In 1984, Stan Lai (賴聲川) and his newly formed Performance Workshop Theatre (表演工作坊) began seven months of improvisational work that culminated in the March 1985 premiere of That Evening, We Performed Crosstalk (那一夜，我們說相聲), a production that made the company’s name and revolutionized theater in Taiwan.
When a recording of the play was released later that year, it sold a million copies and the die was cast. Lai had brought xiangsheng (相聲), or crosstalk, a form of comedy developed in the Qing Dynasty featuring rapid-fire, complex banter between two (or more) performers and usually performed with an exaggerated Beijing accent, to a new audience that quickly became infatuated with it.
Although several well-known crosstalk actors had come to Taiwan with the retreating Chinese Nationalist Party (KMT) government, by the 1970s the genre appeared to have died out here. Lai has a couple of theories as to why his company’s productions have been so popular.
“There is not much comedy in Chinese society or literature. It’s not in our blood as Chinese people, but Chinese people do have a good sense of humor. Chinese opera has comedians and comedy parts, but they are not the same as in Western theater, which has a long tradition of comedy from the Romans on … even Shakespeare knew how to write comedy,” he said in a telephone interview on Wednesday. “In Chinese culture there is only xiangsheng, but if you lose that there is a big hole left — and then we came along and filled that hole.”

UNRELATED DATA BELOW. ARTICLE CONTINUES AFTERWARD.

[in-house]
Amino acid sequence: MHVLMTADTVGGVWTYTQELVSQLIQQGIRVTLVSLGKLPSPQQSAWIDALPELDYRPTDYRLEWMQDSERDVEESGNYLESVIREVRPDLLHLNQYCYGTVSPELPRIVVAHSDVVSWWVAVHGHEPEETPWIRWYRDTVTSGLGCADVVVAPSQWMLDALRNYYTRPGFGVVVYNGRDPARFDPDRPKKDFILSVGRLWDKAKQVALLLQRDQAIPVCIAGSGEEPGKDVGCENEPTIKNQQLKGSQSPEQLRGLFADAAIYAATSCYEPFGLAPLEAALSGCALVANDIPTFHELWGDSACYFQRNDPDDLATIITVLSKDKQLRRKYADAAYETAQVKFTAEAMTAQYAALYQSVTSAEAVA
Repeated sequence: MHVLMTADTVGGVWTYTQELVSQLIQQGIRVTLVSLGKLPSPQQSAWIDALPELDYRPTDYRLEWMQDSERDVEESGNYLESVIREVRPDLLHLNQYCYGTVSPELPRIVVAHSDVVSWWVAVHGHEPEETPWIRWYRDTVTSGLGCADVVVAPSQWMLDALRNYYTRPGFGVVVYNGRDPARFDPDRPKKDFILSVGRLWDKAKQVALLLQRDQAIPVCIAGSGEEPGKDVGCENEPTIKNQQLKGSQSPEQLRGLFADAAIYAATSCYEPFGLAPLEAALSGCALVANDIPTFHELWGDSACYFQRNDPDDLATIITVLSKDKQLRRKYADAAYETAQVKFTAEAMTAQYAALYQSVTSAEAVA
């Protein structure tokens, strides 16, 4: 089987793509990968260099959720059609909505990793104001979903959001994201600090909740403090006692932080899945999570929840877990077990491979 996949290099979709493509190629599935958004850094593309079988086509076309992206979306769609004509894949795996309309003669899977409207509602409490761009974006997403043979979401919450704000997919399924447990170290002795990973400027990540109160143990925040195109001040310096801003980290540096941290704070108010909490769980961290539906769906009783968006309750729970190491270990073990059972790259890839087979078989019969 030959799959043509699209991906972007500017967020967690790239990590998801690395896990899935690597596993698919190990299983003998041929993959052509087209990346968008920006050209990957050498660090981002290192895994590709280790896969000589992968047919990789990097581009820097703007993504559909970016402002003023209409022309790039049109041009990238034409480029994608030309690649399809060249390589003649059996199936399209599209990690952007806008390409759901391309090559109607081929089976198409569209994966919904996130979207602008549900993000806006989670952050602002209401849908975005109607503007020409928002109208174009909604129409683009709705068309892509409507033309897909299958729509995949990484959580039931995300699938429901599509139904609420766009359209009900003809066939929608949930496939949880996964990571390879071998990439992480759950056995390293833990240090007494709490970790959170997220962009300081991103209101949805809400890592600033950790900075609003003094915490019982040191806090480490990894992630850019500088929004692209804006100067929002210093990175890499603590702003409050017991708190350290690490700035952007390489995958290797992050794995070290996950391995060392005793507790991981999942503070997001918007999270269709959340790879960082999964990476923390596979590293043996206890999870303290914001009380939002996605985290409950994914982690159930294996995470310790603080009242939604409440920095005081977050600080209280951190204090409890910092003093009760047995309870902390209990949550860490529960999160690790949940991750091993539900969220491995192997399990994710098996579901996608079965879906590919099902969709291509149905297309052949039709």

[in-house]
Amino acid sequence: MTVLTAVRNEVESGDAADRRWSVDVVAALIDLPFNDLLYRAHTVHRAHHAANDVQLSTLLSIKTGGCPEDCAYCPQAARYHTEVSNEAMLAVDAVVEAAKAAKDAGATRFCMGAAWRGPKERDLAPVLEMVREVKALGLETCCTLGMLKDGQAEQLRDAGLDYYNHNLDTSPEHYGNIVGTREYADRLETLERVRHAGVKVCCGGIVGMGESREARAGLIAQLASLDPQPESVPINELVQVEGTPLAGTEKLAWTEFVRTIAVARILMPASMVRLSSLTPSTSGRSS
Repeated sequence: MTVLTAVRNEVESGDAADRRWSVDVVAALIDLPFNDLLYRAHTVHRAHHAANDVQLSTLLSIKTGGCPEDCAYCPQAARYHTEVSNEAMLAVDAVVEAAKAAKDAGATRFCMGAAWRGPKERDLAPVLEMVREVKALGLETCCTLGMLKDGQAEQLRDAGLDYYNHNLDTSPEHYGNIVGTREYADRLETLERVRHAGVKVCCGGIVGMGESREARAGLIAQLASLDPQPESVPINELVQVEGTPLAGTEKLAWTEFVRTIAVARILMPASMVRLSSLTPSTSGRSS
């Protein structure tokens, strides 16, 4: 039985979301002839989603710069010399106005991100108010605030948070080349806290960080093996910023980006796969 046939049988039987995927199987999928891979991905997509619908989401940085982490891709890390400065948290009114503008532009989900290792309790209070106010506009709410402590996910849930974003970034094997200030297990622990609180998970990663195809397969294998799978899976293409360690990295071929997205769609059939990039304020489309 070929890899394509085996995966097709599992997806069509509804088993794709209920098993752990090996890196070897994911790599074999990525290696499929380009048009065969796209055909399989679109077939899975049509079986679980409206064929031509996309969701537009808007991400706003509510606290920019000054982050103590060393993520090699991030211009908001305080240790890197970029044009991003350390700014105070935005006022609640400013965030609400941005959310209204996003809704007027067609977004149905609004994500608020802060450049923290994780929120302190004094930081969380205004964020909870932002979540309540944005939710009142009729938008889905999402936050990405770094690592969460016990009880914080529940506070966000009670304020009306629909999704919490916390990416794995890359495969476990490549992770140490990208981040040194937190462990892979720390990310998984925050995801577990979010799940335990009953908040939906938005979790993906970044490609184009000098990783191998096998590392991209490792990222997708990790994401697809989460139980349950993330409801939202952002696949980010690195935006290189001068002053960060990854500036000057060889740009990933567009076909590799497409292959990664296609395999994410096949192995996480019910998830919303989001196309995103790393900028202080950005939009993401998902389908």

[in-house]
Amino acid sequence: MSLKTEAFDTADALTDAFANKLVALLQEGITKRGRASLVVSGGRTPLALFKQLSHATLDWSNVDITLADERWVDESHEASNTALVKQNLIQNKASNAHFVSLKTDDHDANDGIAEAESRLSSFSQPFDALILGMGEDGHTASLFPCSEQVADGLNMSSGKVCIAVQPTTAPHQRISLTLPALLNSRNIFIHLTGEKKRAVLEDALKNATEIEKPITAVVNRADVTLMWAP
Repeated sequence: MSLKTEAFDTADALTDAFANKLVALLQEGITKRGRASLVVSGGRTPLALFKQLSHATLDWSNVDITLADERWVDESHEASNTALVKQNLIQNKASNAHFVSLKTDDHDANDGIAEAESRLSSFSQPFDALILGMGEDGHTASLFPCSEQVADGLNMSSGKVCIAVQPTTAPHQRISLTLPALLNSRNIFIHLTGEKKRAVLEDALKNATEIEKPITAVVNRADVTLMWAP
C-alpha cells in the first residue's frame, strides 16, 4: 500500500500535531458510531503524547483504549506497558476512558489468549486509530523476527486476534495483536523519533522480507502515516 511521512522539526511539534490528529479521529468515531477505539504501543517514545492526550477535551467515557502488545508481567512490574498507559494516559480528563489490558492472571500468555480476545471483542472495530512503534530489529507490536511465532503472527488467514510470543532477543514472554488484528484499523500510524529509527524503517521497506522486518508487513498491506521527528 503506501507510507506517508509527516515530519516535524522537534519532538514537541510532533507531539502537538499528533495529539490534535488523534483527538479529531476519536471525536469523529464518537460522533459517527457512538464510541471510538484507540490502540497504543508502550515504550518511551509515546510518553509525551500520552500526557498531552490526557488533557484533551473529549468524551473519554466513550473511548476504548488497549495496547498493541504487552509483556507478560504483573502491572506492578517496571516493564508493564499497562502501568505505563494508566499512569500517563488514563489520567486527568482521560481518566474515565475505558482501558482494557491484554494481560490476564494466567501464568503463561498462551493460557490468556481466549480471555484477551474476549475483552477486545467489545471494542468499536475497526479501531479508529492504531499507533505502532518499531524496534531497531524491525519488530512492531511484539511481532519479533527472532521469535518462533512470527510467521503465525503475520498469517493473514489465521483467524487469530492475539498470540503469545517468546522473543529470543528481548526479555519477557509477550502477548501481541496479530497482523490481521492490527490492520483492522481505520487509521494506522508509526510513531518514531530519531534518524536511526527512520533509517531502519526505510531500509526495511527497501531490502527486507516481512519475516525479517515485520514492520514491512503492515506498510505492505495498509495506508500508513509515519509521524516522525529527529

Since 1985, Lai and company have produced four more crosstalk shows and two revivals. However, the last new production was Total Woman (這一夜，Women說相聲) in 2005. Fans have been impatiently waiting ever since.
Their prayers will be answered on March 18 when Crosstalk Travelers (那一夜，在旅途中說相聲) opens for a 13-show run at the National Theater as part of the Taiwan International Festival of Arts 2011.
“The whole thing was not meant to be a series, but people demanded it … I kept saying, ‘We’re a theater group, not a xiangsheng group.’ Each time it gets more difficult. It’s such a unique form, because we created a form of xiangsheng that is a whole evening, based on a whole theme instead of short pieces … To get me going you need a big enough topic. I would love to write short ones, but we have to be able to tie them together,” Lai said.
“It’s not easy, that’s why it takes four years, six years,” Lai said. “I’m not an autobiographical writer, you can’t find me in my work. But this time I put my own travel memories in. One [character] is a backpacker, one is a six-star traveler, they’re trapped on an island. Basically they both are lost.”
Crosstalk Travelers stars Performance Workshop stalwart Feng Yi-kang (馮翊綱) and Chu Chung-heng (屈中恆).
“Feng Yi-kang now has his own crosstalk group, he’s very good at this. Chu Chung-heng has been in four straight productions of mine … and he’s a fan of our xiangsheng … He’s a wonderful actor,” Lai said. “You need more acting than xiangsheng in this. Here they have very specific characters and they’re coming from very specific places.”
This show is the second time Lai and TV producer Wang Wei-chung (王偉忠) have collaborated; the first was The Village (寶島一村) in 2008, and Lai said Wang has brought a lot to the production.
“Wang is listed as an ‘artistic adviser,’ but really is he is the ‘cussing coach.’ He has such a command of cuss words, he’s like a dialogue coach,” Lai said.